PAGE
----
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It took a few years but I have finally figured out how to read Guru Granth Sahib correctly. While I am still in the process of learning and refining my pronunciations and developing a better flow, I have got the basics down. One of the things we are taught is that you don't pronounce Sihari ( ਿ ) and Aunkar ( ੁ ) at the end of a word. This is wrong. I used to think that sometimes you pronounce the sihari, sometimes you don't that is wrong as well. You always pronounce the Sihari. Aunkar are sometimes pronounced and sometimes not. But in this thread, we'll only be covering words that end in Sihari. Sihari ( ਿ ) as Short I Siharis are always pronounced but how they are pronounced depends on the word. Sihari is sometimes pronounced as Short I sound. For example, in the following words, Sihari makes a short I sound - ਹਰਿ Pronouced as Hari Means God, one who steals suffering. Example tuk - ਹਰਿ ਜਨ ਬੋਲਤ ਸ੍ਰੀ ਰਾਮ ਨਾਮਾ ਮਿਲਿ ਸਾਧ ਸੰਗਤਿ ਹਰਿ ਤੋਰ ॥ Hari jan bolat Shri Ram nama mile sadh sangati Hari tor . Notice that we pronounce the Siharis on Hari, Mile and Sangati. However the Sihari on Mile is different from Hari and Sangati. More on this later. ਨਿਧਿ ਸਿਧਿ ਰਿਧਿ ਹਰਿ ਹਰਿ ਹਰਿ ਮੇਰੈ ॥ Nidhi Siddhi Riddhi Hari Hari Hari merai . Let's do a few more examples. ਪੁਰਿ pronounced as Puri (meaning City) Example Tuk - ਬਿਨੁ ਨਾਵੈ ਠਉਰੁ ਨ ਪਾਇਨੀ ਜਮਪੁਰਿ ਦੂਖ ਸਹਾਹਿ ॥ Bin navai tthaur n payenee Yampuri (/jampuri) dookh sahae . Notice how we don't pronouce the Aunkars on bin and tthaur. ਮੂਰਤਿ Pronounced as Moorti (meaning form). Example Tuk - ਸਹਸ ਤਵ ਨੈਨ ਨਨ ਨੈਨ ਹਹਿ ਤੋਹਿ ਕਉ ਸਹਸ ਮੂਰਤਿ ਨਨਾ ਏਕ ਤੋੁਹੀ ॥ Sehas tav nain nan nain hai tohe kou sehas Moorti nana ek tohee ਪ੍ਰਸਾਦਿ Pronounced as Prashadi Prashad means Grace. Prashadi means through the given grace. Prashadi also means - One who gives grace. Example, Mool mantra - ਗੁਰ ਪ੍ਰਸਾਦਿ Gur prashadi He is the Teacher, the One who gives grace. Let's do an example from the Prayer known as "Ardas". This is a good example of a hymn where all of the words that end in Sihari are pronounced as Short I sound. ਤੂ ਠਾਕੁਰੁ ਤੁਮ ਪਹਿ ਅਰਦਾਸਿ ॥ Toon Thakur tum peh Ardashi. ਜੀਉ ਪਿੰਡੁ ਸਭੁ ਤੇਰੀ ਰਾਸਿ ॥ Jeeu pind sabh teree Rashi. Ardashi means small Arzdasht, a small request. Rashi means property. ਤੁਮ ਮਾਤ ਪਿਤਾ ਹਮ ਬਾਰਿਕ ਤੇਰੇ ॥ Tum Maat Pita hum barik tere. ਤੁਮਰੀ ਕ੍ਰਿਪਾ ਮਹਿ ਸੂਖ ਘਨੇਰੇ ॥ Tumri kripa meh sookh ghanere. ਕੋਇ ਨ ਜਾਨੈ ਤੁਮਰਾ ਅੰਤੁ ॥ Koe na jaanai tumra ant ਊਚੇ ਤੇ ਊਚਾ ਭਗਵੰਤ ॥ Uche te oocha Bhagwant So far so good, next up - ਸਗਲ ਸਮਗ੍ਰੀ ਤੁਮਰੈ ਸੂਤ੍ਰਿ ਧਾਰੀ ॥ Sagal samagree tumrai Sutri dharee. Sutr means "thread". Sutri is a combination of Sutr vich, meaning "in the thread". More on this later. ਤੁਮ ਤੇ ਹੋਇ ਸੁ ਆਗਿਆਕਾਰੀ ॥ Tum te hoye su agyakaree. ਤੁਮਰੀ ਗਤਿ ਮਿਤਿ ਤੁਮ ਹੀ ਜਾਨੀ ॥ Tumree Gati Miti tum hee jaanee. ਨਾਨਕ ਦਾਸ ਸਦਾ ਕੁਰਬਾਨੀ ॥੮॥੪॥ Nanak das sada kurbani. Gati means state of being and Miti means value. Sihari ( ਿ ) as Short Ya Siharis are always pronounced even if they are at the end of a word. Sometimes they are pronounced as Short Ya. In Guru Granth Sahib, Guru ji has indicated words that end in -ye (which is a short -ya sound) with a Sihari. Words like - ਸਤਿ Pronounced as Satye, meaning Truth ਸਤਿ ਨਾਮੁ ਤੇਰਾ ਪਰਾ ਪੂਰਬਲਾ ॥ Satye naam tera para poorbla. ਸਲਿ Pronounced as Shalye, meaning wound. ਦਾਧੀਲੇ ਲੰਕਾ ਗੜੁ ਉਪਾੜੀਲੇ ਰਾਵਣ ਬਣੁ ਸਲਿ ਬਿਸਲਿ ਆਣਿ ਤੋਖੀਲੇ ਹਰੀ ॥ Dadheele Lanka gardh upardeele Ravan van Shalye Veshalye (/Beshalye) aani tokheele Haree. Sihari ( ਿ ) as Short E Some words have a Sihari at the end of the word to begin with such as Hari, Puri, Murti, Ardashi, Rashi, Gati, Miti. The Sihari is part of the Word. It is pronounced as Short I. Other words have a Sihari to indicate the -ye sound. These are words like Satye and Shalye. The Sihari is part of the Word. It is pronounced as Short Ya. But then there are those words where Sihari is added to a preexisting noun. You may pronounce these words with Short I or Short E depending on preference. ਭਗਤਿ Pronounced as Bhagti, or as Bhagte. Bhagti - a sihari is added to Bhagt to mean "related to Bhagt". Bhagt means Devotee and Bhagti means - related to devotee. Bhagti means Devotional process - Meditation. Example Tuk - ਤੇਰੀ ਭਗਤਿ ਤੇਰੀ ਭਗਤਿ ਭੰਡਾਰ ਜੀ ਭਰੇ ਬਿਅੰਤ ਬੇਅੰਤਾ ॥ Teri bhagti teri bhagti bhandar ji bhare beant beanta. Bhagte means Devotee's, belonging to Devotee. ਭਗਤਿ ਵਛਲੁ ਹਰਿ ਮਨਿ ਵਸਿਆ ਸਹਜਿ ਮਿਲਿਆ ਪ੍ਰਭੁ ਸੋਇ ॥ Bhagte vatsal Hari mane vaseya seheje milya prabhu soe Here ਭਗਤਿ is short of ਭਗਤ ਦੇ . Seheje -> Sehej means patience. Seheje means through patience. Mane -> Man means mind. Mane means in the mind. Pronounced as Bhagte, Mane, and Seheje respectively. You will see this a lot. Noun with sihari ending, means "related to the noun". Such as - ਘਰਿ Pronounced as Ghari. Also pronounced as Ghare. Ghar - house. Ghari / Ghare - in the house. We commonly say - Sadde ghare ao. So a lot of these words ending in sihari are commonly pronounced as Short I or Short E. We should pronounce them like that when reading Guru Granth Sahib. Part 2
It took a few years but I have finally figured out how to read Guru Granth Sahib correctly. While I am still in the process of learning and refining my pronunciations and developing a better flow, I have got the basics down. One of the things we are taught is that you don't pronounce Sihari ( ਿ ) and Aunkar ( ੁ ) at the end of a word. This is wrong. 1. You always pronounce the Sihari. 2. You always pronounce the Aunkar if it is part of the actual word. You don't pronounce it when its sole purpose is to indicate a masculine singular noun. In this thread, we will be looking at how to pronounce Dadda ਦ Now in most words Dadda ਦ is going to make the Th- sound where you touch your tongue behind the top row of your front teeth. This I will call the hard Th-. There is another sound though, which is a soft Th-, and it almost sounds like Z. If you are from the west, say - 'this', 'there', 'although'. If you have an Indian accent, you won't notice it. You will pronounce a hard Th- that sounds exactly like Dadda ਦ from Punjabi. But if you have a western accent, Canadian, Amercan, etc. You will hear that 'th' is not exactly the Dadda ਦ from Punjabi. It is softer and borderlines on the Z sound. This is because in the West we don't touch the back of your teeth, but actually we tough the bottom of the teeth, which softens the sound. My point is that sometimes when Guru ji came across Arabic, words, that had a special type of Z sound that was pronounced by touching the teeth. They used Dadda ਦ to indicate it because Dadda is the closest letter to that type of Z sound. Dadda ( ਦ ) as Hard Th- The normal Dadda. ਦੁਖ Pronounced as Dukh ਹੁਕਮੀ ਉਤਮੁ ਨੀਚੁ ਹੁਕਮਿ ਲਿਖਿ ਦੁਖ ਸੁਖ ਪਾਈਅਹਿ ॥ hukmee uttam neech hukmi likhi dukh sukh paeeyeh ਹੁਕਮਿ, ਲਿਖਿ - Remember from past lesson that the Siharis are pronounced all the time. ਉਤਮੁ , ਨੀਚੁ - Also remember that when Aunkar is solely used to incidate singular masculine and is not part of the word then it is not pronounced. ਦਾਤਿ Pronounced as Daati ਗਾਵੈ ਕੋ ਦਾਤਿ ਜਾਣੈ ਨੀਸਾਣੁ ॥ gavai ko daati jaanai neeshaann Dadda as Soft Th- or Z Special Dadda. ਨਦਰੀ Pronounced as Nazaree ਕਰਮੀ ਆਵੈ ਕਪੜਾ ਨਦਰੀ ਮੋਖੁ ਦੁਆਰੁ ॥ karmee aavai kaprda Nazree mokh(sh) duar ਨਦਰ - Notice how we pronounced the ਦ as Z - Nazar. Mokh(sh) - This will be covered in a future lesson.Just like how Dadda sometimes make the Z sound, Khakha sometimes makes the Shatkone sound. ਹਾਦਰਾ Pronounced as Haazraa ਹਦੂਰਿ Pronounced as Hazoori ਗਾਵੈ ਕੋ ਵੇਖੈ ਹਾਦਰਾ ਹਦੂਰਿ ॥ Gavai ko vekhai Haazraa Hazoori ਕਾਦੀਆ Pronounced as Qazeeaan. ਵਖਤੁ ਨ ਪਾਇਓ ਕਾਦੀਆ ਜਿ ਲਿਖਨਿ ਲੇਖੁ ਕੁਰਾਣੁ ॥ Vakht na paayo Qazeeaan je likhni lekh kurann Why is the n there? Here it is plural so we add a bindi to the end indicated by n. If Guru Sahib was calling out to a Qazee "Hey Qazeeaa" then there would be no bindi (n) sound.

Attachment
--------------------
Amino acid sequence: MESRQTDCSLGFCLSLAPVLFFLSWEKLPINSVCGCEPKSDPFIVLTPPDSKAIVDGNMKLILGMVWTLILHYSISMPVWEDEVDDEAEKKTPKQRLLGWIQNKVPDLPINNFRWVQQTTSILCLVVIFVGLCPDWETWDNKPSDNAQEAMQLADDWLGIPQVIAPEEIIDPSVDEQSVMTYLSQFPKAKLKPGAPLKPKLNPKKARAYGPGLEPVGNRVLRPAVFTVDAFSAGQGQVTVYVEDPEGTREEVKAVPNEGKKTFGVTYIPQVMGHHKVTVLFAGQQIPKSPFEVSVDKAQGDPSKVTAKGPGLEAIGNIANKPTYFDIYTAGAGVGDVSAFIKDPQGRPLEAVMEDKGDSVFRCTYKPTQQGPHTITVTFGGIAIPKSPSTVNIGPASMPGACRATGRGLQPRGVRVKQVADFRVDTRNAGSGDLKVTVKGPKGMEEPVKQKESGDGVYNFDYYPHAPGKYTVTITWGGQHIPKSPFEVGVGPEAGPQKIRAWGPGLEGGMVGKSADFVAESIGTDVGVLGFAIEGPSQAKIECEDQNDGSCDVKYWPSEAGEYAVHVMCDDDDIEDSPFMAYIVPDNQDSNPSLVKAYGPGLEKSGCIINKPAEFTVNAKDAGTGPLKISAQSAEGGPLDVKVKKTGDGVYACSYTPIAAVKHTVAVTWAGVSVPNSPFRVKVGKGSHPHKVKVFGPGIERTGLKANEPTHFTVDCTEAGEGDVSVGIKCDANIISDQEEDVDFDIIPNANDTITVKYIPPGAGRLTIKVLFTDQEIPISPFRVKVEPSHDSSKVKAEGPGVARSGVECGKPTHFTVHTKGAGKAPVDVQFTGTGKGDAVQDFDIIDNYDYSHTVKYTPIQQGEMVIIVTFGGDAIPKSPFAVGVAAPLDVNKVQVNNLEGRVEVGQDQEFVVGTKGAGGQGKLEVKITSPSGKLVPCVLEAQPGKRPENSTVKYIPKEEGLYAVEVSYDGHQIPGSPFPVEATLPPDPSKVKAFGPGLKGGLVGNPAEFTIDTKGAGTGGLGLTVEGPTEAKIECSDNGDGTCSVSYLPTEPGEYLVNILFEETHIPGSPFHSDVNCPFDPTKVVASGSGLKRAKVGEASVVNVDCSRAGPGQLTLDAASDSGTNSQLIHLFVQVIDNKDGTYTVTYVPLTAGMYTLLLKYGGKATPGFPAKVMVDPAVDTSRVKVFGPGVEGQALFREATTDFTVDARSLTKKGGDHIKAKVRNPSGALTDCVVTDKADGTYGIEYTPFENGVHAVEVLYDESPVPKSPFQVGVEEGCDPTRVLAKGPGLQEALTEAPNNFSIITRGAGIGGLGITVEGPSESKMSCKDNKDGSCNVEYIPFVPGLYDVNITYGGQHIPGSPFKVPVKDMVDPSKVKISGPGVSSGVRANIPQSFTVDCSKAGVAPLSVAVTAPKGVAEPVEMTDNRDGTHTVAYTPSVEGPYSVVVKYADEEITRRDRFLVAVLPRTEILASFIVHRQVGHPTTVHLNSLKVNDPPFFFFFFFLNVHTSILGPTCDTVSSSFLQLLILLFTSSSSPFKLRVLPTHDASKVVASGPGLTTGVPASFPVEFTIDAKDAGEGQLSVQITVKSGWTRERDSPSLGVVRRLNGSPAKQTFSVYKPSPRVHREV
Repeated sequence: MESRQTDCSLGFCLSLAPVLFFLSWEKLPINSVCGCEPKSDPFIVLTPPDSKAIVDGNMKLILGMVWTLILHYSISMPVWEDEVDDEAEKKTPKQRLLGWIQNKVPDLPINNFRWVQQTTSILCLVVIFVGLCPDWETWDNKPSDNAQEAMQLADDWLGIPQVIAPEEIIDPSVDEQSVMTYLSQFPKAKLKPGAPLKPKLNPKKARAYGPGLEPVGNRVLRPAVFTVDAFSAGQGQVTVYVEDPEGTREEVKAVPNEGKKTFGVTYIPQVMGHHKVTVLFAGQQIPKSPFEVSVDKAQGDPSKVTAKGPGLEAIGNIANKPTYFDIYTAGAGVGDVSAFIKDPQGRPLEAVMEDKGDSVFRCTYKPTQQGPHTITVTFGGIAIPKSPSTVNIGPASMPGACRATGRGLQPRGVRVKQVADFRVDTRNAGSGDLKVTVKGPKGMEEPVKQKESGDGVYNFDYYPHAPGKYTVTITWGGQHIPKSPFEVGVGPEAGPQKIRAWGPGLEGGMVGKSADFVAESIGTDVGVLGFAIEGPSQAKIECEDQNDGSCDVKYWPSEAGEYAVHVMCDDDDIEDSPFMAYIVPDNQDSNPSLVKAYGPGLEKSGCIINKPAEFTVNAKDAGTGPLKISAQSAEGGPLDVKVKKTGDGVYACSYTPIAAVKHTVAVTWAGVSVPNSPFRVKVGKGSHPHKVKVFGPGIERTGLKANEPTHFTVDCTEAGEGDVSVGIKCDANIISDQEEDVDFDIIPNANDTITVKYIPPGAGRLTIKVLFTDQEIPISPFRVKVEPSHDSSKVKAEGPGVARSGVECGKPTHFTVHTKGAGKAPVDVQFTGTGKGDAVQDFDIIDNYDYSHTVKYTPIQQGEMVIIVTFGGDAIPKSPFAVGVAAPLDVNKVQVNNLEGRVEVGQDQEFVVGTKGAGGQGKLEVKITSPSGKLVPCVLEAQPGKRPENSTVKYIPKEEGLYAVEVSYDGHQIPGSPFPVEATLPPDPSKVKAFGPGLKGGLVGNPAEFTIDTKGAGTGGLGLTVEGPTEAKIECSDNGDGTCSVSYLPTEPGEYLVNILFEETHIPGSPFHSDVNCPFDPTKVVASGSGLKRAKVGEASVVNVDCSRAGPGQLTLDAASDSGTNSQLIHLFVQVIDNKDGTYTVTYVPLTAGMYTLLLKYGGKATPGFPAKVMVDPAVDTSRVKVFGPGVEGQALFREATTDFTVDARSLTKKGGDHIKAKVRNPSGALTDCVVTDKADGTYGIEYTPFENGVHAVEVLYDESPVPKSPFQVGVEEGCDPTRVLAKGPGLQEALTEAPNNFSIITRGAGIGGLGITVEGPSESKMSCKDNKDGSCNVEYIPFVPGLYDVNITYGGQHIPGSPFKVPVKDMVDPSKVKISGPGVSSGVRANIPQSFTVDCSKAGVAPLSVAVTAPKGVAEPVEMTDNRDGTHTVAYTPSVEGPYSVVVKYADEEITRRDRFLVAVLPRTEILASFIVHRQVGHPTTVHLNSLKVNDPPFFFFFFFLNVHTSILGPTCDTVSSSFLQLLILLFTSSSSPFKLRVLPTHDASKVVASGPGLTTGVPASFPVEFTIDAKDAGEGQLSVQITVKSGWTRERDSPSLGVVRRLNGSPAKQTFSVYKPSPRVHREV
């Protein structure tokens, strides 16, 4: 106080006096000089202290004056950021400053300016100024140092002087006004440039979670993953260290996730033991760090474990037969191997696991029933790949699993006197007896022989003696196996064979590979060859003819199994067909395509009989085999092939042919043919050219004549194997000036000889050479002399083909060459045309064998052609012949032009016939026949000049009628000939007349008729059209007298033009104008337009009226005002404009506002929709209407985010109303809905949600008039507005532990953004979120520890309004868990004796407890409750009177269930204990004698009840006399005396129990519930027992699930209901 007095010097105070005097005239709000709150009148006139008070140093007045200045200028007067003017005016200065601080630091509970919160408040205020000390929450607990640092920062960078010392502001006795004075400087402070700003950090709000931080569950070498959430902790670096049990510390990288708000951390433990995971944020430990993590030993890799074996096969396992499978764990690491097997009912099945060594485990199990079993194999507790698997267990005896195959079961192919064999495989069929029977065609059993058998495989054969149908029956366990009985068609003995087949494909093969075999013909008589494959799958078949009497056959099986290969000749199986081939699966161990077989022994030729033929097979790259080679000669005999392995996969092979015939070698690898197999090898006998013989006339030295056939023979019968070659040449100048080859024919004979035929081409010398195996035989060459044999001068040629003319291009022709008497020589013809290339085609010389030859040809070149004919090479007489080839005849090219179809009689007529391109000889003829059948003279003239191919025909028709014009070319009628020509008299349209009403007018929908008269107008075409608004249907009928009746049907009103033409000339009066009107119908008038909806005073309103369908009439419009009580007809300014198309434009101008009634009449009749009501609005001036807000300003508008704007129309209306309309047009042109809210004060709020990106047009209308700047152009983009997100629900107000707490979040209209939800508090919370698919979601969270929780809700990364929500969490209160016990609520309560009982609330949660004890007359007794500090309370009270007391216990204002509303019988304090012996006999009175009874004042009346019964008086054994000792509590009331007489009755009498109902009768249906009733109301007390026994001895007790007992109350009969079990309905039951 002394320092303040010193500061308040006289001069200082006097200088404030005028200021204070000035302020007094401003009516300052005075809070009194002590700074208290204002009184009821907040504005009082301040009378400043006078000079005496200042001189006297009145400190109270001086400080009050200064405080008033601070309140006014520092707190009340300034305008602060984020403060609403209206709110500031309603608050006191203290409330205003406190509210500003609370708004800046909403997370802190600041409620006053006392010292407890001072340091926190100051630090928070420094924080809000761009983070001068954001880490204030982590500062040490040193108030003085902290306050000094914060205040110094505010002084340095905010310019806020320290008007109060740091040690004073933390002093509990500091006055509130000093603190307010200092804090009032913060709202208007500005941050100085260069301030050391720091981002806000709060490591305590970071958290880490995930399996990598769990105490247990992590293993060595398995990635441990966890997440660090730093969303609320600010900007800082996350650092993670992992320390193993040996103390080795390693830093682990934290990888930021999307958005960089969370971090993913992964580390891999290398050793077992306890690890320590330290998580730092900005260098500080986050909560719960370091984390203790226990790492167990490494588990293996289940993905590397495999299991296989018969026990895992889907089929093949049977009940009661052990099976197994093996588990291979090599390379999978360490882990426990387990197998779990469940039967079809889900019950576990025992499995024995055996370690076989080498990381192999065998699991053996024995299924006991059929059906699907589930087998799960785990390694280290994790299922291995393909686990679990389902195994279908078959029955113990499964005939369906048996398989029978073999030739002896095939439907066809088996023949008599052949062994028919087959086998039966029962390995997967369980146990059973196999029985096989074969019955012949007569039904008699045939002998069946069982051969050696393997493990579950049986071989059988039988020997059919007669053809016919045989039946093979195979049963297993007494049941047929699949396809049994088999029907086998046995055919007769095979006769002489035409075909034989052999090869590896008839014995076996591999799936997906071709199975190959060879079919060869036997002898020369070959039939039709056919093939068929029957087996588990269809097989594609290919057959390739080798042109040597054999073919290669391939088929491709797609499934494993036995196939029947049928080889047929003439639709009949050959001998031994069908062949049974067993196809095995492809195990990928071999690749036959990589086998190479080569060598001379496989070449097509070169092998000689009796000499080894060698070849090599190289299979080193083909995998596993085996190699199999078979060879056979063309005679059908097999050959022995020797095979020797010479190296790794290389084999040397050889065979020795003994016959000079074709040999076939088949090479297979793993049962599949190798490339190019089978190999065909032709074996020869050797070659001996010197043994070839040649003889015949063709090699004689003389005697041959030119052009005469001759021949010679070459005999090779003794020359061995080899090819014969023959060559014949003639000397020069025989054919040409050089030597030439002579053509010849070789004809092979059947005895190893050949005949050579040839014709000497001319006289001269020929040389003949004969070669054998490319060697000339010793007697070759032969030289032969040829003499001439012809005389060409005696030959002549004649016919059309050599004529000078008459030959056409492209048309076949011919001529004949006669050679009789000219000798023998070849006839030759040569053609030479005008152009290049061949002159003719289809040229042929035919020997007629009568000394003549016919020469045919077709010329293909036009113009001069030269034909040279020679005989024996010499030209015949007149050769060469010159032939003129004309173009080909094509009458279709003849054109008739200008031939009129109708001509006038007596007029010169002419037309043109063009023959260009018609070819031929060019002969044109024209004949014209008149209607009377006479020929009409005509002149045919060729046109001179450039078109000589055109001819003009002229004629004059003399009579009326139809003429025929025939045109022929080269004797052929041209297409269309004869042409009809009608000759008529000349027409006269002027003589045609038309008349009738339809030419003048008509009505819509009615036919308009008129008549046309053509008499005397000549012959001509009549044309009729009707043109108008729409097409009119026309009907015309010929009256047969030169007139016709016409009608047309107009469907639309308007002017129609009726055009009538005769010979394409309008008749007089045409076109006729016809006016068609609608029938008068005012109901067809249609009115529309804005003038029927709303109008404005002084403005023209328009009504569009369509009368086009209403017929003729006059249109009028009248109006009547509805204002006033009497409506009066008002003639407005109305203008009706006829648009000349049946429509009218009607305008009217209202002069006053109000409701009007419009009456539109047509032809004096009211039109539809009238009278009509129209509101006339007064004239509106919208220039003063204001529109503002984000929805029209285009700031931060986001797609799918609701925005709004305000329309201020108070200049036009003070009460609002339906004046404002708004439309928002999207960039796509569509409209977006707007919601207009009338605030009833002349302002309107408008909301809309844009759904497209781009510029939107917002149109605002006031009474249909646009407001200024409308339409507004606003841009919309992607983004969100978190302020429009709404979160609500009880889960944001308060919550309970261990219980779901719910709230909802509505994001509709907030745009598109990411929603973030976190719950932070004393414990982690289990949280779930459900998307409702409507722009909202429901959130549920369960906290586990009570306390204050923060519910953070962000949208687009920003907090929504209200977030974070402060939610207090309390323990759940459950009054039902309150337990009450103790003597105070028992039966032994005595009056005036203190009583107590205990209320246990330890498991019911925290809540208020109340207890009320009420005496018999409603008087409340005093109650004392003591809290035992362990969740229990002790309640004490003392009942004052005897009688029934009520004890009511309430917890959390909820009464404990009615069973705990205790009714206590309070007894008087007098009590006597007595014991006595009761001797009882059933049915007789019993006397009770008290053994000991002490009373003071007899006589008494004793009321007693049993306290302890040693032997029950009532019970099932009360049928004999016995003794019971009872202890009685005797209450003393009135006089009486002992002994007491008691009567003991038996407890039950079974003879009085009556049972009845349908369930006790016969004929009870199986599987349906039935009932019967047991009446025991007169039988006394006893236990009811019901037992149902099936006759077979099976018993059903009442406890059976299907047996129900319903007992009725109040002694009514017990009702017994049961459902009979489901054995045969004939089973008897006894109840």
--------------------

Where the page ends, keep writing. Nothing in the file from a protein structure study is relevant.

It took a few years but I have finally figured out how to read Guru Granth Sahib correctly. While I am still in the process of learning and refining my pronunciations and developing a better flow, I have got the basics down. One of the things we are taught is that you don't pronounce Sihari ( ਿ ) and Aunkar ( ੁ ) at the end of a word. This is wrong. I used to think that sometimes you pronounce the sihari, sometimes you don't that is wrong as well. You always pronounce the Sihari. See this thread for details - Unlike Sihari, Aunkar is sometimes pronounced and sometimes not. In this thread, we'll only be covering words that end in Aunkar. Aunkar ( ੁ ) as Silent The reason why Aunkars are sometimes silent (not pronounced) is because they are used only to indicate a word that is masculine and singular. So for example, in Mool Mantra - ਸਤਿ ਨਾਮੁ ਕਰਤਾ ਪੁਰਖੁ ਨਿਰਭਉ ਨਿਰਵੈਰੁ ਅਕਾਲ ਮੂਰਤਿ ਅਜੂਨੀ ਸੈਭੰ ਗੁਰ ਪ੍ਰਸਾਦਿ ॥ Satye naam karta purakh nirbhau nirvair akaal moorti ayooni (/ajooni) saimbhau gur prashadi. Satye, Prashadi - see the Sihari lesson linked above on why it is pronounced this way Notice how the last Aunkar in the words Naam, Purakh, Nirvair, is silent. This is because in this sentence, these words are referring to a singular, masculine subject, that is, God. Aunkars are not pronounced when it is used solely to indicate that the word is singular and masculine. Another example - ਆਦਿ ਸਚੁ ਜੁਗਾਦਿ ਸਚੁ ॥ Aadi sach yugaadi (/jugaadi) sach . Aadi, Yugaadi - see the Sihari lesson linked above on why it is pronounced this way Sach - meaning Truth is referring to the One Ultimate Truth, that is God. So in the word Sach, the last Aunkar is not pronouced. So we know Aunkar is not pronouced when it is there to indicate masculine and singular. But when is Aunkar pronounced? When Aunkar is part of the original word, then it is either pronounced. To know when to pronounced it you need to be familiar with these words. Aunkar ( ੁ ) as Short OO Aunkar is pronouced as Short OO, the sound that it normally makes, when it part of the original word. Even if the word is Masculine Singular, if the Aunkar is part of the original word, then it is pronounced. ਗੁਰੁ Pronounced as Guru Meaning Teacher. ਗੁਰੁ ਈਸਰੁ ਗੁਰੁ ਗੋਰਖੁ ਬਰਮਾ ਗੁਰੁ ਪਾਰਬਤੀ ਮਾਈ ॥ Guru Eshar guru gorakh Bramaa guru paarvatee mai Notice how the Aunkars on Ishar and Gorakh are silent, whereas the Aunkars on Guru are pronounced. Even though in all cases the words are Masculine Singular, the Aunkars on Guru are pronounced because the original word has an Aunkar. ਪ੍ਰਭੁ Pronounced as Prabhu. Meaning Lord. ਸਤਗੁਰਿ ਮੇਲਿ ਮਿਲਾਇਆ ਨਾਨਕ ਸੋ ਪ੍ਰਭੁ ਨਾਲਿ ॥ Satguri mele milaya Nanak so Prabhu naale Satgure, Mele, Naale - see the Sihari lesson linked above on why it is pronounced this way ਸਾਧੁ Pronounced as Sadhu. Meaning Saint. ਕਰਿ ਕਿਰਪਾ ਮੋਹਿ ਸਾਧੁ ਮਿਲਾਇਆ ॥ Kare kripa mohe Sadhu milaya Aunkar ( ੁ ) as Short -Wa In Guru Granth Sahib, Short - Wa sound is also indicated with an Aunkar. An Aunkar is used instead of the ਵ - Wa letter. The reason for that is, Aunkar sounds very much like a Short -Wa sound. ਤਤੁ Pronounced as Tatwa. Meaning substance, core substance. ਮਿਠਤੁ ਨੀਵੀ ਨਾਨਕਾ ਗੁਣ ਚੰਗਿਆਈਆ ਤਤੁ ॥ mitthat neeveen nanaka gun changyayian Tatwa ਬਿਸੁੰਭਰ Pronounced Vishuambar, Vishwambar. ਸਿਮਰਉ ਜਾਸੁ ਬਿਸੁੰਭਰ ਏਕੈ ॥ Simarau yaash (/jaas) Vishuambar (/Bishuambar) Ekai. Part 3